Letter From the Trenches

My numb feet swelled in my boots as I squatted with the others in the frozen mud.

McCombs had scrounged some charcoal somewhere and made a fire in a 305mm Skoda shell the Germans left behind when they retreated.

We crowded around its scant heat, holding over the flames our tins of bully-beef skewered on bayonets.

Everybody had snipers deployed all along the lines, so our chief amusement was putting a helmet atop a stick and waving it above the trench wall.

We’d take bets on how long before it was shot through.

This seldom took longer than a half-minute.


Friday Fictioneers


Left to Wonder

They rowed by the sprawling house with floor-to-ceiling windows facing the lake.

“Pretty deluxe,” he said, resting his oars as they drifted. “Place like that set you back two million at least.”

“I’ve never seen anyone in it,” she said, shading her eyes. “Just the caretaker mowing the lawn.”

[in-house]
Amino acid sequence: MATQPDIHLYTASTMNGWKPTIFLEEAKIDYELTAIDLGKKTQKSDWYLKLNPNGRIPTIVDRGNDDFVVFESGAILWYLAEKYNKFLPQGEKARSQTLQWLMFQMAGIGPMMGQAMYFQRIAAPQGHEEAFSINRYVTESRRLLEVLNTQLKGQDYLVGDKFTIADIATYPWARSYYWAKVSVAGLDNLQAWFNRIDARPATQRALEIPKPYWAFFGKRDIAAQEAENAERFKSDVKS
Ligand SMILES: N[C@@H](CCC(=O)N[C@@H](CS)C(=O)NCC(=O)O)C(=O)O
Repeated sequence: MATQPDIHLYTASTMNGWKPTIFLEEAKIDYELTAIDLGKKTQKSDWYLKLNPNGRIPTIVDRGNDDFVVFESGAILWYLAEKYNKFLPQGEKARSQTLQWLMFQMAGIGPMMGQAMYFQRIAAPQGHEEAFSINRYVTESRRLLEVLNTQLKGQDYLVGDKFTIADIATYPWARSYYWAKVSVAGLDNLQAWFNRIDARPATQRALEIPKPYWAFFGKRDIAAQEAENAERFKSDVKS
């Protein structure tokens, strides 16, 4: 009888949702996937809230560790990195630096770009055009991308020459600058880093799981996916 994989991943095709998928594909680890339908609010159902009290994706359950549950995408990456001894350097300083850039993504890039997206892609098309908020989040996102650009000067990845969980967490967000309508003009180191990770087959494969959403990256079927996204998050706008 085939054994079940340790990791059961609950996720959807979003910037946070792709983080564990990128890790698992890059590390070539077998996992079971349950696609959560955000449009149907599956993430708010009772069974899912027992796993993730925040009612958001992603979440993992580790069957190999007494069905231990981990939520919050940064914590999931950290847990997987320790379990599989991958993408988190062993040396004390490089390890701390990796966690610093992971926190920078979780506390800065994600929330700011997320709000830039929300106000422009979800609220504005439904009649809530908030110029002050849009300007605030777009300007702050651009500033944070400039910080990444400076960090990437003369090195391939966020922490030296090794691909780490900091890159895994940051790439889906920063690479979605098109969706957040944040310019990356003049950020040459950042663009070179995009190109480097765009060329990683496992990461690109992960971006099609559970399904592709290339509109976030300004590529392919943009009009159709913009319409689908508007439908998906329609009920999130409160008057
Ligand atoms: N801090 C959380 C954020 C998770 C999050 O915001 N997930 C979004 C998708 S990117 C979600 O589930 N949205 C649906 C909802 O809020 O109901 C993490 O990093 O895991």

“Must be nice,” he said.

Over the months they kept an eye on it, even made a bet about when they might see the owners. They never did.

It was she who first noticed the windows. “All that fantastic view, yet the shades are drawn tight.”

“Must be a story there.”


Friday Fictioneers

Listen Here

Anyone less on the ball might have missed it, but Henry wasn’t one of those. Sheeple he called them, gullible consumers of whatever garbage was slaked in front of them, be it TV shows or sports or fast food.

Henry stayed one step ahead of them.

It wasn’t until the last payphone had been ripped out that he surrendered his pager, opting for a decade-old flip phone.

Even so, he knew they were watching him, probably more closely than before because he wasn’t on the rest of their grid.

But at least he hadn’t found any trackers in his walls.


Friday Fictioneers

Motherless Children Have a Hard Road

Always the fear of waiting. Will they come? Will they forget me?

They never forget, of course. Yet this feeling of dread gets stronger with every passing year, seems to grow inside her as though her brain is swelling inside her skull, pressing into it, striving to escape.

She becomes obsessed with ritual, counts her footfalls, takes notice of birds. She avoids using the verb to be in any form, as though naming a thing will give it shape, make it real.

Soon she avoids talking altogether.

But still the formless fear grows to fill her.

She becomes furtive, watchful.

Friday Fictioneers